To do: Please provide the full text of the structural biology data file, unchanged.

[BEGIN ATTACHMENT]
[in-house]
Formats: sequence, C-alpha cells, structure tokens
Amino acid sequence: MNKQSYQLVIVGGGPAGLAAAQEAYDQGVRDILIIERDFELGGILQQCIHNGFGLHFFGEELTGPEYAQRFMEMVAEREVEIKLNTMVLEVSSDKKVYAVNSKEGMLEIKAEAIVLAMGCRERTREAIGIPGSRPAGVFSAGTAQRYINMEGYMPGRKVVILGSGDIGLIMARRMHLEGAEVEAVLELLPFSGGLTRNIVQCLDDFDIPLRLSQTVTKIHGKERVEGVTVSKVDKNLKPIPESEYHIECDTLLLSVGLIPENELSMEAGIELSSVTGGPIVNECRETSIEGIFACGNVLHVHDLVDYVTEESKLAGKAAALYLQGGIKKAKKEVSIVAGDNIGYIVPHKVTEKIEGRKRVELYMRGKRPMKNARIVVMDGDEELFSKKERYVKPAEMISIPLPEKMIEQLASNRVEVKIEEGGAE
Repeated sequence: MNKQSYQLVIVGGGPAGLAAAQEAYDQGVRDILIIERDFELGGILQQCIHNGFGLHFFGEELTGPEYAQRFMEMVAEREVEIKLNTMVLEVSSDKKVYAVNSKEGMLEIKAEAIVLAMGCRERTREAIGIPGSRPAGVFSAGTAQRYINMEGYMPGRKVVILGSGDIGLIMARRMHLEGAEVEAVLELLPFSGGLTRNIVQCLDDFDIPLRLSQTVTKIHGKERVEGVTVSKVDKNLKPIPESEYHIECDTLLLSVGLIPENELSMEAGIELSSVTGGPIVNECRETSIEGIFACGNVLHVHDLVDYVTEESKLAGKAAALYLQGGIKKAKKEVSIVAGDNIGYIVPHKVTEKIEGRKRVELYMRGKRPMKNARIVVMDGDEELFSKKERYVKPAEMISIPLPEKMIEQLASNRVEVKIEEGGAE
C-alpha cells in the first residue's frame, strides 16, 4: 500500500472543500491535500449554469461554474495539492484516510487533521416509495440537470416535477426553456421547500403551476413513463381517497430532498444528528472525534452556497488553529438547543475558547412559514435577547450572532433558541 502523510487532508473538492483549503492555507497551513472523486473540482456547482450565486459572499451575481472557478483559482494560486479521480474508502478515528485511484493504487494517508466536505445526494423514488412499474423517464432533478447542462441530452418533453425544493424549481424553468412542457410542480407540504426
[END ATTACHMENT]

[in-house]
Formats: sequence, C-alpha cells, structure tokens
Amino acid sequence: MNKQSYQLVIVGGGPAGLAAAQEAYDQGVRDILIIERDFELGGILQQCIHNGFGLHFFGEELTGPEYAQRFMEMVAEREVEIKLNTMVLEVSSDKKVYAVNSKEGMLEIKAEAIVLAMGCRERTREAIGIPGSRPAGVFSAGTAQRYINMEGYMPGRKVVILGSGDIGLIMARRMHLEGAEVEAVLELLPFSGGLTRNIVQCLDDFDIPLRLSQTVTKIHGKERVEGVTVSKVDKNLKPIPESEYHIECDTLLLSVGLIPENELSMEAGIELSSVTGGPIVNECRETSIEGIFACGNVLHVHDLVDYVTEESKLAGKAAALYLQGGIKKAKKEVSIVAGDNIGYIVPHKVTEKIEGRKRVELYMRGKRPMKNARIVVMDGDEELFSKKERYVKPAEMISIPLPEKMIEQLASNRVEVKIEEGGAE
Repeated sequence: MNKQSYQLVIVGGGPAGLAAAQEAYDQGVRDILIIERDFELGGILQQCIHNGFGLHFFGEELTGPEYAQRFMEMVAEREVEIKLNTMVLEVSSDKKVYAVNSKEGMLEIKAEAIVLAMGCRERTREAIGIPGSRPAGVFSAGTAQRYINMEGYMPGRKVVILGSGDIGLIMARRMHLEGAEVEAVLELLPFSGGLTRNIVQCLDDFDIPLRLSQTVTKIHGKERVEGVTVSKVDKNLKPIPESEYHIECDTLLLSVGLIPENELSMEAGIELSSVTGGPIVNECRETSIEGIFACGNVLHVHDLVDYVTEESKLAGKAAALYLQGGIKKAKKEVSIVAGDNIGYIVPHKVTEKIEGRKRVELYMRGKRPMKNARIVVMDGDEELFSKKERYVKPAEMISIPLPEKMIEQLASNRVEVKIEEGGAE
C-alpha cells in the first residue's frame, strides 16, 4: 500500500472543500491535500449554469461554474495539492484516510487533521416509495440537470416535477426553456421547500403551476413513463381517497430532498444528528472525534452556497488553529438547543475558547412559514435577547450572532433558541 502523510487532508473538492483549503492555507497551513472523486473540482456547482450565486459572499451575481472557478483559482494560486479521480474508502478515528485511484493504487494517508466536505445526494423514488412499474423517464432533478447542462441530452418533453425544493424549481424553468412542457410542480407540504426